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Cabinet en ébène à décor de scènes de la Sainte Famille, XVIIe siècle
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Sur demande € (port +200€)
Cabinets, Renaissance, XVII

Large ebony cabinet richly carved with natural motifs and wavy moldings. This type of ebony cabinet is notably present in the Château d'Ambleville but also in the Château de Fontainebleau museum and the Louvre. This is the most emblematic piece of furniture from the first half of the 17th century. These few exceptional productions kept at the Château du Serrant, in England or in Amsterdam are at the root of the term “cabinetmaker”. Indeed, in the 17th century, carpenters from the Netherlands and sculpting ebony, this exotic and very expensive wood, settled in France.

Our ebony cabinet is distinguished by the richness of its sculptures on the main leaves, but also on the sides and on the interior and exterior drawers. It is also remarkable for the complexity of the interior theater. Its austere and monochrome appearance contrasts and surprises with a lively, rich and colorful interior.

The ornamental repertoire of this cabinet is fully within the French uses of the first half of the 17th century: scrolls, cherubs and putti holding scrolls and garlands of flowers particularly close to the art of the sculptor Jacques Sarrazin as explained by Valérie Carpentier, curator of heritage at the Château de Fontainebleau. We also notice flowers and birds on the interior drawers as well as bouquets on the interior side of the two main leaves. This particularly highlighted engraving places the emphasis on nature and flowers, which corresponds to a growing interest in them in the 17th century with new exotic varieties imported and acclimatized to France.

Opening with two drawers in its upper frieze carved with cherubs, foliage and floral motifs. On the facade, its two large leaves are carved with scenes taken from medallions. On the right, the biblical episode of the flight of the Holy Family into Egypt following the massacre of the Innocents by Herod. The original engraving is by François Perrier, co-founder of the Royal Academy of Painting and Sculpture, engraver and painter whose paintings are present in the collections of Louis XIV. On the left, the Nativity watched over by the angels, in the style of Michel Dorigny, engraver and painter who worked notably for Queen Anne of Austria.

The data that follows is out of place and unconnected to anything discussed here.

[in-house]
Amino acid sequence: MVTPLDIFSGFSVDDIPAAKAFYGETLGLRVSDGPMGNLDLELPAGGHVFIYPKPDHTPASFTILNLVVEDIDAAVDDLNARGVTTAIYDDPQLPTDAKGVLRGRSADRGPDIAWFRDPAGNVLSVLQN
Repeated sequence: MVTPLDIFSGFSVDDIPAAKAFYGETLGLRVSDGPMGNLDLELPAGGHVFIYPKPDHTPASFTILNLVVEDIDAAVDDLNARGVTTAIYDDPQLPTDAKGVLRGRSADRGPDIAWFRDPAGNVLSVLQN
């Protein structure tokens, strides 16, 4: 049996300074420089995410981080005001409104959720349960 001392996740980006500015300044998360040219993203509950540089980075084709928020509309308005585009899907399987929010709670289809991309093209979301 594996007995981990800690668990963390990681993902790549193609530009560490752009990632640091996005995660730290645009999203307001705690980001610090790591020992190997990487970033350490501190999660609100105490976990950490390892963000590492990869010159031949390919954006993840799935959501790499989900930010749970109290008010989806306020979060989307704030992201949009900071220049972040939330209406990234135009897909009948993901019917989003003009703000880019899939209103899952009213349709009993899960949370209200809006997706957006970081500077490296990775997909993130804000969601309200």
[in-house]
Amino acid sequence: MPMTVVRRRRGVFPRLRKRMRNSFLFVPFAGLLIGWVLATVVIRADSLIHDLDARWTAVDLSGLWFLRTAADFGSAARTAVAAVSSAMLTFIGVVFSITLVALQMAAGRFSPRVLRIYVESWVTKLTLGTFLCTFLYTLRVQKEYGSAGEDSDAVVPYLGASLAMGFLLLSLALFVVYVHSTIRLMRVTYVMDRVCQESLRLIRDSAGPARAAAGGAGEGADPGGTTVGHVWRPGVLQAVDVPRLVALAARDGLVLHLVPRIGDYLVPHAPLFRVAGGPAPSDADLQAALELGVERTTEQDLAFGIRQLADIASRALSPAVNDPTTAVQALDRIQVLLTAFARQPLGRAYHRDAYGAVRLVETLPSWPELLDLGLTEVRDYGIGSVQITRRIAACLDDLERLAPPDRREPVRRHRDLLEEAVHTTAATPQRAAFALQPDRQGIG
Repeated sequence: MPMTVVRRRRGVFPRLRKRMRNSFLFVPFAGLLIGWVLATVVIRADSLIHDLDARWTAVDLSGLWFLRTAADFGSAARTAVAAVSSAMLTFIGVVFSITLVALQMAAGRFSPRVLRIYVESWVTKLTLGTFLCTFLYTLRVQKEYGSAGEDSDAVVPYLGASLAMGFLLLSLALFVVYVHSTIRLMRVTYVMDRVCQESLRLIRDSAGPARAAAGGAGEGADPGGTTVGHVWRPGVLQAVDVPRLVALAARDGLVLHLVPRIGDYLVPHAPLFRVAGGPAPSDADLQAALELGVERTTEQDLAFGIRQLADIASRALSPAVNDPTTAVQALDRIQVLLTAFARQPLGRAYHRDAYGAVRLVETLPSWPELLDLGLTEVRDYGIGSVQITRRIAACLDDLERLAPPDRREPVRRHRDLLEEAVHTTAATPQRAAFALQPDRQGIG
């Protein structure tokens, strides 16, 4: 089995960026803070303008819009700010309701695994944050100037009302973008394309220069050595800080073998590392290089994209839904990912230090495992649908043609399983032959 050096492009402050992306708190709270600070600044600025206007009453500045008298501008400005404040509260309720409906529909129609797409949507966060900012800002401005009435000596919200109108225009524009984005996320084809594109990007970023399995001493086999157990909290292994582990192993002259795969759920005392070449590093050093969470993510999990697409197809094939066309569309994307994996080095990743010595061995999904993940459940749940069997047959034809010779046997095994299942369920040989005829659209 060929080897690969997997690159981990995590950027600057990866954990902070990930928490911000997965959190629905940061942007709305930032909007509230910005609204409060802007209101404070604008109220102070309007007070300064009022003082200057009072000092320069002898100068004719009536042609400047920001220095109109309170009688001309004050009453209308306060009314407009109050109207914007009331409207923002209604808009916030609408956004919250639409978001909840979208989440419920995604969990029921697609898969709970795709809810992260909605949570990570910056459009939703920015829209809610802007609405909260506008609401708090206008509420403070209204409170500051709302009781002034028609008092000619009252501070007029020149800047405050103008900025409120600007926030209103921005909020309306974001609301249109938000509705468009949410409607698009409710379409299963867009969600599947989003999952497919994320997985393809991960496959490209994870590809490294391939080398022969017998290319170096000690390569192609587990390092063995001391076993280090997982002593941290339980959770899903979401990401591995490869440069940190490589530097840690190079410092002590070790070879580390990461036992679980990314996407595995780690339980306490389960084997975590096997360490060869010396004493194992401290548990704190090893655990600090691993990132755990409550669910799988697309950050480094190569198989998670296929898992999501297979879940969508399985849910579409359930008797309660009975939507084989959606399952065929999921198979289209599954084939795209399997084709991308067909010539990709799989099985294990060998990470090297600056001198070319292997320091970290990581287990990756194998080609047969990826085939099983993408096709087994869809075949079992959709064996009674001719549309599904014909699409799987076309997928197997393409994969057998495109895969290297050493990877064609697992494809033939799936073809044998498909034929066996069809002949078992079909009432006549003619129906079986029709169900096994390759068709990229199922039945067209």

Inside, the two small leaves engraved with monochrome landscapes representing the Garden of Eden with its winged cherubim. Opened, they reveal a set of eleven drawers with wavy moldings veneered in ebony with a chiseled decoration of flowers, fruits, foliage and birds and framing two doors.

The interior box reveals a beautiful theater in satin veneer, amaranth, ebony, ivory and green-tinted ivory. It consists of a copper balustrade at the top. The checkered floor in the foreground gives way to a second one in perspective. In the background, a fine marquetry composed of ivory extends the perspective with a checkerboard to arrive at a portico framed by columns and overlooking a church in a landscape. On the ceiling, a first half-rosette in ivory is taken from a second larger one. On each side, two removable porticos with twisted columns and topped with bronze capitals frame engraved figures. These two porticos reveal six small secret drawers. A discreet pull reveals a new inlaid top and adds to the complexity and elegance of this interior. The interior of the small leaves inlaid with compass roses.

Although in the case of these ebony cabinets the attribution is a delicate exercise, the abundance and precision of the sculptures on the leaves, drawers and side panels and the complexity of the interior theater of this piece suggest a prestigious order. We note in particular that the copper balustrade of the theater evokes the cabinets of the Louvre and Fontainebleau as well as the cabinet of the Château de Serrant attributed to Pierre Gole. The lively and contrasting marquetry of this interior box also refers to the style of the latter, cabinetmaker to Louis XIV. Let us also add that the checkerboard background of the theater in perspective is also part of the criteria for attribution to Pierre Gole retained by Th. H. Lunsingh Scheurleer, art historian and Gole specialist.

French work from the 17th century.

Usual restorations particularly in the funds as well as a small drawer.
The twisted blackened wooden base dates from after the 17th century.

Height: 159cm
Width: 137 cm
Depth: 53 cm

Bibliography: Secrets of ebony by Valérie Carpentier, heritage curator at the Château de Fontainebleau.
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